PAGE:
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Willis Williams

From: Florida

American Guide, (Negro Writers' Unit)

Viola B. Muse
Jacksonville, Florida
March 20, 1937


Willis Williams of 1025 Iverson Street, Jacksonville, Florida, was born
at Tallahassee, Florida, September 15, 1856. He was the son of Ransom
and Wilhemina Williams, who belonged during the period of slavery to
Thomas Heyward, a rich merchant of Tallahassee. Willis does not know the
names of his paternal grandparents but remembers his maternal
grandmother was Rachel Fitzgiles, who came down to visit the family
after the Civil War.

Thomas Heyward, the master, owned a plantation out in the country from
Tallahassee and kept slaves out there; he also owned a fine home in the
city as well as a large grocery store and produce house.

Willis' mother, Wilhemina, was the cook at the town house and his
father, Williams, did carpentry and other light work around the place.
He does not remember how his father learned the trade, but presumes that
Mr. Heyward put him under a white carpenter until he had learned. The
first he remembers of his father was that he did carpentry work.

At the time Willis was born and during his early life, even rich people
like Mr. Heyward did not have cook stoves. They knew nothing of such.
The only means of cooking was by fireplace, which, as he remembers, was
wide with an iron rod across it. To the rod a large iron pot was
suspended and in it food was cooked. An iron skillet with a lid was used
for baking and it also was used to cook meats and other food. The
common name for the utensil was 'spider' and every home had one.

Willis fared well during the first nine years of his life which were
spent in slavery. To him it was the same as freedom for he was not a
victim of any unpleasant experiences as related by some other ex-slaves.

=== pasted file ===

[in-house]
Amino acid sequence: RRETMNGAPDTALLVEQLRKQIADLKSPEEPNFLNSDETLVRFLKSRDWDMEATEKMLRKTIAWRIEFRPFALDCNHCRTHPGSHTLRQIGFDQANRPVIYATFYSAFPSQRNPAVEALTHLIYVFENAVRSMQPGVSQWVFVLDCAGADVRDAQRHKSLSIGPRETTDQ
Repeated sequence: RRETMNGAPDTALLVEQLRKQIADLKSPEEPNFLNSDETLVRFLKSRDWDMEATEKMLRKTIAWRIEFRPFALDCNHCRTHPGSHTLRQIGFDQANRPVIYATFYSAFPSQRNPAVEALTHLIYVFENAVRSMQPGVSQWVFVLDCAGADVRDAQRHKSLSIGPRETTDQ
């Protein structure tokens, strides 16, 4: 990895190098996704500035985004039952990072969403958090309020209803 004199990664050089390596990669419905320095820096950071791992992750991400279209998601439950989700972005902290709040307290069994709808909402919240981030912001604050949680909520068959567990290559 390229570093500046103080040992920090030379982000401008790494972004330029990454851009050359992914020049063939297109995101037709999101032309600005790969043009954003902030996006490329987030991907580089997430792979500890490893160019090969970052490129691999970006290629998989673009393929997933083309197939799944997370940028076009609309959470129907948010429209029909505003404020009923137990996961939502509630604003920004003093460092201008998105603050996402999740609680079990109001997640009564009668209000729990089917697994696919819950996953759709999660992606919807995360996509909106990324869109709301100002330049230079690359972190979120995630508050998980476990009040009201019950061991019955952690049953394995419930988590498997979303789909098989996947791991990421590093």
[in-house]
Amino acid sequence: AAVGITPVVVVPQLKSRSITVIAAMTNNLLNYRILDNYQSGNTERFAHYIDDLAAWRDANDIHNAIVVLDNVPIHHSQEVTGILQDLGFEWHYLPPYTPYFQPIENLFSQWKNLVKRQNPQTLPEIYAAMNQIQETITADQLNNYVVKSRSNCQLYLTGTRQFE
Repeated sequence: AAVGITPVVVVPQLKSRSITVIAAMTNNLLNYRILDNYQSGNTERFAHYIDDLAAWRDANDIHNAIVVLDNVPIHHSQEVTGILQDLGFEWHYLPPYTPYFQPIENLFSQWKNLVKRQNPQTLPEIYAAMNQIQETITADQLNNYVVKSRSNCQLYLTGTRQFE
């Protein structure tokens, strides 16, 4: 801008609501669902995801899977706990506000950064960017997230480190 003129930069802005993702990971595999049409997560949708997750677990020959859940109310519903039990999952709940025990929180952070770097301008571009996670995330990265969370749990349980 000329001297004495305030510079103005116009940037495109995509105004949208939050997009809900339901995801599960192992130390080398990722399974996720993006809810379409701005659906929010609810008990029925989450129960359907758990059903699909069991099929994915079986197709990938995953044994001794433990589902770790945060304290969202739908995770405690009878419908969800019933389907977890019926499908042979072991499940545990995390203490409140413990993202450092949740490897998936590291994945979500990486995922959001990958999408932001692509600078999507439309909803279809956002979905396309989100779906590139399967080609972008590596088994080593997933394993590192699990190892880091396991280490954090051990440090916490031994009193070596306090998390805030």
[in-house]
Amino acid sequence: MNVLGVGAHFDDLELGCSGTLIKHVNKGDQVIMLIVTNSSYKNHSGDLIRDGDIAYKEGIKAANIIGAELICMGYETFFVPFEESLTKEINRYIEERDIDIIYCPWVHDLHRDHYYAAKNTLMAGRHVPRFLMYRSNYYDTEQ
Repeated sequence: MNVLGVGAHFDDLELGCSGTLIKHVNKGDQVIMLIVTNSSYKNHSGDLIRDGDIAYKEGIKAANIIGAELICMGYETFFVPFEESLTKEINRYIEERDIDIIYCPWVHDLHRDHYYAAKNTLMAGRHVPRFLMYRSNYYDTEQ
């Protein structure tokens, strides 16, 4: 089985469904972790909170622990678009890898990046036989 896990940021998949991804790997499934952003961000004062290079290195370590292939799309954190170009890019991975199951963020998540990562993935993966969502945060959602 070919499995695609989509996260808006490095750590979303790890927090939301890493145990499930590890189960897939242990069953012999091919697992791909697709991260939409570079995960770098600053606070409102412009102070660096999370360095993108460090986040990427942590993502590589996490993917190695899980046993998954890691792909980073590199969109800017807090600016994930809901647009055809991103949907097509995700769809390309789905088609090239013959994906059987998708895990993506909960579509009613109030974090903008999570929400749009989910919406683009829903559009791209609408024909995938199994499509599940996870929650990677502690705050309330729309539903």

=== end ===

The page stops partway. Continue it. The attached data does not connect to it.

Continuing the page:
He played base ball and looked after his younger brothers and sister
while his mother was in the kitchen. He was never flogged but received
chastisement once from the father of Mr. Heyward. That, he related, was
light and not nearly so severe as many parents give their children

Wilhemina, his mother, and the cook, saw to it that her children were
well fed. They were fed right from the master's table, so to speak. They
did not sit to the table with the master and his family, but ate the
same kind of food that was served them.

Cornbread was baked in the Heyward kitchen but biscuits also were baked
twice daily and the Negroes were allowed to eat as many as they wished.
The dishes were made of tin and the drinking vessels were made from
gourds. Few white people had china dishes and when they did possess them
they were highly prized and great care was taken of them.

The few other slaves which Mr. Heyward kept around the town house tended
the garden and the many chickens, ducks and geese on the place. The
garden afforded all of the vegetables necessary for feeding Master
Heyward, his family and slaves. He did not object to the slaves eating
chicken and green vegetables and sent provisions of all kinds from his
store to boot.

Although Mr. Heyward was wealthy there were many things he could not buy
for Tallahassee did not afford them. Willis remembers that candles were
mostly used for light. Home-made tallow was used in making them. The
moulds, which were made of wood, were of the correct size. Cotton string
twisted right from the raw cotton was cut into desired length and placed
in the moulds first, then heated tallow was poured in until they were
filled. The tallow was allowed to set and cool, then they were removed,
ready for use.

In those days coffee was very expensive and a substitute for it was made
from parched corn. The whites used it as well as the slaves.

Willis remembers a man named Pierce who cured cow hides. He used to buy
them and one time Willis skinned a cow and took the hide to him and sold
it. Sixty-five and seventy years ago everyone used horses or mules and
they had to have shoes. The blacksmith wore leather aprons and the
horses and mules wore leather collars. No one knew anything about
composition leather for making shoes so the tanning of hides was a
lucrative business.

Clothing, during Civil War days and early Reconstruction, was simple as
compared to present day togs. Cloth woven from homespun thread was the
only kind Negroes had. Every house of any note could boast of a spinning
wheel and loom. Cotton, picked by slaves, was cleared of the seed and
spun into thread and woven into cloth by them. It was common to know how
to spin and weave. Some of the cloth was dyed afterwards with dye made
from indigo and polk berries. Some was used in its natural color.

Cotton was the main product of most southern plantations and the owner